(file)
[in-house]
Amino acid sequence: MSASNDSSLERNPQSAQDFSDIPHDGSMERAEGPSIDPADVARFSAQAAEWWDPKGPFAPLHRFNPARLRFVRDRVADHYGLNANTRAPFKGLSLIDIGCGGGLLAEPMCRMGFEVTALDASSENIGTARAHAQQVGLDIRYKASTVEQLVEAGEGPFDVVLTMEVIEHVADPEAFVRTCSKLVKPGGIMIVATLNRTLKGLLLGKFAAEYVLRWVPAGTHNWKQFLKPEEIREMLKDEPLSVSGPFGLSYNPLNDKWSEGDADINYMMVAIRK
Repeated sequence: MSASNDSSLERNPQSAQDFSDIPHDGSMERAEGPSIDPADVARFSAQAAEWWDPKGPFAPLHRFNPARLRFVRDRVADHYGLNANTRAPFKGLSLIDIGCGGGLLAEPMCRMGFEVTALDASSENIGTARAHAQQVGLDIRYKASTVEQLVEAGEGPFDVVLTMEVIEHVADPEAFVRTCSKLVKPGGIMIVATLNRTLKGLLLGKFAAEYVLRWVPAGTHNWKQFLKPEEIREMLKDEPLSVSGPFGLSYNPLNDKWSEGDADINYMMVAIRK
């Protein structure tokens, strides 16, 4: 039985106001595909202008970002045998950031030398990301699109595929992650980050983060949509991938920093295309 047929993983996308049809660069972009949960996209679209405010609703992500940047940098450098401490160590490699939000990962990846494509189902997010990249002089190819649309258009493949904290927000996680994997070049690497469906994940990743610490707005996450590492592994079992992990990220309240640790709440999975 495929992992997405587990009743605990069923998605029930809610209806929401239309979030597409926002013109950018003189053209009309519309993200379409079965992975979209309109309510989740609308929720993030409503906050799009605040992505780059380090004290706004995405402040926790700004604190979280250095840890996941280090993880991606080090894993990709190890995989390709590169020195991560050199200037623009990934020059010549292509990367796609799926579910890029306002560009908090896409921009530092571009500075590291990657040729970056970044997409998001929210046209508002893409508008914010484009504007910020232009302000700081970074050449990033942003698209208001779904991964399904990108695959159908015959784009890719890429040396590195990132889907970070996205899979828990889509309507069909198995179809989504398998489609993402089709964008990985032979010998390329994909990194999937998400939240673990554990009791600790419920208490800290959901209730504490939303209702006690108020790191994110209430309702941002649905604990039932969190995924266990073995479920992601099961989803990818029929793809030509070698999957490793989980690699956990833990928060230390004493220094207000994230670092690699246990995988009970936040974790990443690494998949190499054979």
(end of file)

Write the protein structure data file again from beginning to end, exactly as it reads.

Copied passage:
[in-house]
Amino acid sequence: MSASNDSSLERNPQSAQDFSDIPHDGSMERAEGPSIDPADVARFSAQAAEWWDPKGPFAPLHRFNPARLRFVRDRVADHYGLNANTRAPFKGLSLIDIGCGGGLLAEPMCRMGFEVTALDASSENIGTARAHAQQVGLDIRYKASTVEQLVEAGEGPFDVVLTMEVIEHVADPEAFVRTCSKLVKPGGIMIVATLNRTLKGLLLGKFAAEYVLRWVPAGTHNWKQFLKPEEIREMLKDEPLSVSGPFGLSYNPLNDKWSEGDADINYMMVAIRK
Repeated sequence: MSASNDSSLERNPQSAQDFSDIPHDGSMERAEGPSIDPADVARFSAQAAEWWDPKGPFAPLHRFNPARLRFVRDRVADHYGLNANTRAPFKGLSLIDIGCGGGLLAEPMCRMGFEVTALDASSENIGTARAHAQQVGLDIRYKASTVEQLVEAGEGPFDVVLTMEVIEHVADPEAFVRTCSKLVKPGGIMIVATLNRTLKGLLLGKFAAEYVLRWVPAGTHNWKQFLKPEEIREMLKDEPLSVSGPFGLSYNPLNDKWSEGDADINYMMVAIRK
């Protein structure tokens, strides 16, 4: 039985106001595909202008970002045998950031030398990301699109595929992650980050983060949509991938920093295309 047929993983996308049809660069972009949960996209679209405010609703992500940047940098450098401490160590490699939000990962990846494509189902997010990249002089190819649309258009493949904290927000996680994997070049690497469906994940990743610490707005996450590492592994079992992990990220309240640790709440999975 495929992992997405587990009743605990069923998605029930809610209806929401239309979030597409926002013109950018003189053209009309519309993200379409079965992975979209309109309510989740609308929720993030409503906050799009605040992505780059380090004290706004995405402040926790700004604190979280250095840890996941280090993880991606080090894993990709190890995989390709590169020195991560050199200037623009990934020059010549292509990367796609799926579910890029306002560009908090896409921009530092571009500075590291990657040729970056970044997409998001929210046209508002893409508008914010484009504007910020232009302000700081970074050449990033942003698209208001779904991964399904990108695959159908015959784009890719890429040396590195990132889907970070996205899979828990889509309507069909198995179809989504398998489609993402089709964008990985032979010998390329994909990194999937998400939240673990554990009791600790419920208490800290959901209730504490939303209702006690108020790191994110209430309702941002649905604990039932969190995924266990073995479920992601099961989803990818029929793809030509070698999957490793989980690699956990833990928060230390004493220094207000994230670092690699246990995988009970936040974790990443690494998949190499054979």